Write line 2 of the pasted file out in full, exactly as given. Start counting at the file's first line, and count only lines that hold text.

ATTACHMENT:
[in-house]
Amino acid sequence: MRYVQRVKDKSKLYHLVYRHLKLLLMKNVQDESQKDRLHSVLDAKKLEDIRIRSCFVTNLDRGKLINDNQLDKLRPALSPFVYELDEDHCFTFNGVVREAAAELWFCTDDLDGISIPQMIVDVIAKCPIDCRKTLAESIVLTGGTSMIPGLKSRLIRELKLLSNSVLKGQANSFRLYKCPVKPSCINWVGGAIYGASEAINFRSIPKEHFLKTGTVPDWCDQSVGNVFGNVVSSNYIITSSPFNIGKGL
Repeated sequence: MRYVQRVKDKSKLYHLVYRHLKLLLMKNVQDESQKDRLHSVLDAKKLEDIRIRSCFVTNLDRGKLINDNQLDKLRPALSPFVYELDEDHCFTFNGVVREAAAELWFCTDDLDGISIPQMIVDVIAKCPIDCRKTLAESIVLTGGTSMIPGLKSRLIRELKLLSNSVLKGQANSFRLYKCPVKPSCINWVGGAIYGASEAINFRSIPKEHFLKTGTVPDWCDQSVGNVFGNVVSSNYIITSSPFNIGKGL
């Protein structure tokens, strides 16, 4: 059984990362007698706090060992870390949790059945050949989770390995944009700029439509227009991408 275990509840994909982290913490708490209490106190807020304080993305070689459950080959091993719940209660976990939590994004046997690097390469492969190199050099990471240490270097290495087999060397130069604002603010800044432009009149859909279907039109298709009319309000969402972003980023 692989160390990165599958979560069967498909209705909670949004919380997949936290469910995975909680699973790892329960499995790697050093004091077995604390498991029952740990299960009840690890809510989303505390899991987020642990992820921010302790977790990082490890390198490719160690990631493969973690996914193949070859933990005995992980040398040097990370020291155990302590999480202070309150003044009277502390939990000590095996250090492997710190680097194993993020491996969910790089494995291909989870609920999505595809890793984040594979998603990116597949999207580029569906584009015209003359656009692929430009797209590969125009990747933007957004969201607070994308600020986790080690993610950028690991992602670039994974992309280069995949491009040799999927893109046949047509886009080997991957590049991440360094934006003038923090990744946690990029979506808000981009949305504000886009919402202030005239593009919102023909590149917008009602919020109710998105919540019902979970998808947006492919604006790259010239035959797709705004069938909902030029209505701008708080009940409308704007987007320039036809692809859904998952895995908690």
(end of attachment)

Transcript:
Amino acid sequence: MRYVQRVKDKSKLYHLVYRHLKLLLMKNVQDESQKDRLHSVLDAKKLEDIRIRSCFVTNLDRGKLINDNQLDKLRPALSPFVYELDEDHCFTFNGVVREAAAELWFCTDDLDGISIPQMIVDVIAKCPIDCRKTLAESIVLTGGTSMIPGLKSRLIRELKLLSNSVLKGQANSFRLYKCPVKPSCINWVGGAIYGASEAINFRSIPKEHFLKTGTVPDWCDQSVGNVFGNVVSSNYIITSSPFNIGKGL